The Girl On The Train by Paula Hawkins

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It is an open secret that the book I am discussing is a thriller. The major plot of the story deals with three women: Rachael, Megan and Anna. The author skillfully presents all the three characters as protagonists: each of them narrates their own version of their tale in the first person.

Rachael is an alcoholic who is trying to overcome the burden of her failed marriage. She has determined that it is her addiction to alcohol that had “broken her” and then her marriage. Her daily routine involves travelling to London every day and observing a “perfect couple” through the window of the train: Jess and Jason, she calls them.  She mentally gets attached to the young couple and imagines their life to be perfect, as once was hers.

Down the same lane lives Anna, she is married to Rachel’s ex-husband Tom. She is struggling to balance her life between looking after her newborn and keeping the frequent interferences of Rachael at bay from her family. 

Then there is Megan (imagined as Jess by Rachael), who lives with her husband Scott (Jason for Rachael). Megan is haunted by the ghosts of her past and loves to seek adventure in her own way.

All three of them seem to lead a monotonous life just like the tedious journey of the train. The story takes a turn when Rachael finds Jess kissing another man. She becomes furious at such a frivolous action by Jess and decides to confront her. She takes a train to serve the purpose and then there is a blackout. The next day Rachael wakes up badly injured and has no idea about her actions or whereabouts the previous day. She slowly finds out that Jess is actually Megan and she is missing.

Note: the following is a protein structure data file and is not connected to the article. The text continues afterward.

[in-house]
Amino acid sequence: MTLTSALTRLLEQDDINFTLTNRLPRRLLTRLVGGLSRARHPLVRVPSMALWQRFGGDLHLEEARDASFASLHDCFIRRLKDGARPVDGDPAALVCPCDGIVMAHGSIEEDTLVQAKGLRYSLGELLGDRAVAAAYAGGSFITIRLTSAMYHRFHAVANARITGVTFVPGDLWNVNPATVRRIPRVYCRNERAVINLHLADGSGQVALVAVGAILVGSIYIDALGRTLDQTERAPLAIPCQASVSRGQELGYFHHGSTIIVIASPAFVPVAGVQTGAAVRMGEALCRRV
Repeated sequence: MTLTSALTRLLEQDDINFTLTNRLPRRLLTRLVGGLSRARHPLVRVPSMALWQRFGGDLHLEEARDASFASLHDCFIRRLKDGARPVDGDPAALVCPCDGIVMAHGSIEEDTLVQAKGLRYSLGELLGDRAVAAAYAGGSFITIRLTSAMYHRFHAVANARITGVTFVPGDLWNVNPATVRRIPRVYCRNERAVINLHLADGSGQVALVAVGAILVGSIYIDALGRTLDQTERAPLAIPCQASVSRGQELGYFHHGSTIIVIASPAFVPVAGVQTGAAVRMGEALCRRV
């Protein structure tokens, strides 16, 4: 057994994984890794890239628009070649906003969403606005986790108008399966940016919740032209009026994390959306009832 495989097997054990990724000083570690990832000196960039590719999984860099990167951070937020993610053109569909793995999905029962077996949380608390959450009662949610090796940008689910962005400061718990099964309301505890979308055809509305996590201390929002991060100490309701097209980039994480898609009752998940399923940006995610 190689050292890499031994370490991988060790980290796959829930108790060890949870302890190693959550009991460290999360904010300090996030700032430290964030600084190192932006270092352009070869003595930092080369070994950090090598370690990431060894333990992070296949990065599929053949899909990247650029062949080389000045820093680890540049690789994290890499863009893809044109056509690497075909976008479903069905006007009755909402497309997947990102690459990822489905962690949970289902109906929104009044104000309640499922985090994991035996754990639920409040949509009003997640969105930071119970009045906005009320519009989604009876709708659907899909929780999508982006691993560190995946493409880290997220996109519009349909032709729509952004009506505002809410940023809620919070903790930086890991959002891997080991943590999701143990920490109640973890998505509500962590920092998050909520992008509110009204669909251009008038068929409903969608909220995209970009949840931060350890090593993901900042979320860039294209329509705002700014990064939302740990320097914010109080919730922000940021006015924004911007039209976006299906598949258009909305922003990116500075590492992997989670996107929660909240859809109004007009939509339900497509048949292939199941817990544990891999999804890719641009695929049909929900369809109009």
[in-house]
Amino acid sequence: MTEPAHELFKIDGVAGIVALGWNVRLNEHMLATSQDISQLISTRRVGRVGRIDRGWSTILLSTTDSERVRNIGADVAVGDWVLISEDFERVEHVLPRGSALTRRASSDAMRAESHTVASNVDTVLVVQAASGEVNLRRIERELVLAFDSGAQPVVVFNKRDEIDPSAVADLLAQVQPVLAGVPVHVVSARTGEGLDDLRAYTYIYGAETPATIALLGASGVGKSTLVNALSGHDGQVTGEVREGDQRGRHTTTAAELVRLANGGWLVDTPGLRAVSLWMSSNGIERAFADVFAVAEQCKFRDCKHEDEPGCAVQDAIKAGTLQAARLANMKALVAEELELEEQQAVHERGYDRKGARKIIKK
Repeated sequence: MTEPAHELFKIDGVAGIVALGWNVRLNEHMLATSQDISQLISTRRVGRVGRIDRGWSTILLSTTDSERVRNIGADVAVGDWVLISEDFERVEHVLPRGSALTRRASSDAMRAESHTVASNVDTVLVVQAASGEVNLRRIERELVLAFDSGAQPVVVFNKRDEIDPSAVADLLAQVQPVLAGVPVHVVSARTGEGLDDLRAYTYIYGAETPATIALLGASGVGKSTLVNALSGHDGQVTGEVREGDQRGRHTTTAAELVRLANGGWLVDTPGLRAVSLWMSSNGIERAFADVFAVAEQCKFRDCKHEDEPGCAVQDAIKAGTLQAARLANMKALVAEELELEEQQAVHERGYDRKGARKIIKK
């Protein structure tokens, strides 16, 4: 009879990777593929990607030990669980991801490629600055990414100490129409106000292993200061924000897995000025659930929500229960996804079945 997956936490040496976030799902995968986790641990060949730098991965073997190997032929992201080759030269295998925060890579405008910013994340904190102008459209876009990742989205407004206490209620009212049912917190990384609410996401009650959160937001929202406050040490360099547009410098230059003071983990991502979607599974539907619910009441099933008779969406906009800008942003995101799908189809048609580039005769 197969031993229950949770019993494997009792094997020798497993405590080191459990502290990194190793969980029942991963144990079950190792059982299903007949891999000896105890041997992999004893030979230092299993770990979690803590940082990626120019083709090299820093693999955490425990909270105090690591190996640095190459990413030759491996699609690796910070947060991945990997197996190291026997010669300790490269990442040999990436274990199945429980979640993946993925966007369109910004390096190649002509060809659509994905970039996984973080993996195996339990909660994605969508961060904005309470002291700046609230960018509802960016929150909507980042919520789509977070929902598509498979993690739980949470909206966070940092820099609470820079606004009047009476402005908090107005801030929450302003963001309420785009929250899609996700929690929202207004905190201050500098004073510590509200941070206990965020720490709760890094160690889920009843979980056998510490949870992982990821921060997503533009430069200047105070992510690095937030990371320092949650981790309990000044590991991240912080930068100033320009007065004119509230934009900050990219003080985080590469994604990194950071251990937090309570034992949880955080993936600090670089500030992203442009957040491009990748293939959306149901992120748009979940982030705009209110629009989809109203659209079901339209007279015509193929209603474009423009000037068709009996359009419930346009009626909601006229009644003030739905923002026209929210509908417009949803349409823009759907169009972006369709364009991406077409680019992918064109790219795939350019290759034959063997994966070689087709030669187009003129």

Rachael involves herself in the investigation of Megan, during the process she also struggles to retrieve the memories of the blackout.The suspense is maintained by the overlapping of  Rachael’s imagination and memory, and she becomes an unreliable source of information for the police as well as Scott. The mystery gradually unfolds and Rachael discovers a bitter truth that changes her entire perception of herself.

The journalism career truly works in favour of Paula Hawkins. She is capable of keeping her readers at an edge and the novel doesn’t appear to be soggy. The plot moves back and forth, as each protagonist narrates her own perspective, but that only adds to maintain the attention of the reader.



2 thoughts on “The Girl On The Train by Paula Hawkins

Add yours

  1. Hey, thanx for the review..even I was planing to read this.
    By the way I really liked your home page design…
    May I know how did you do it?
    My home page is quite of clumsy…Even I wanted to re arrange them like yours.


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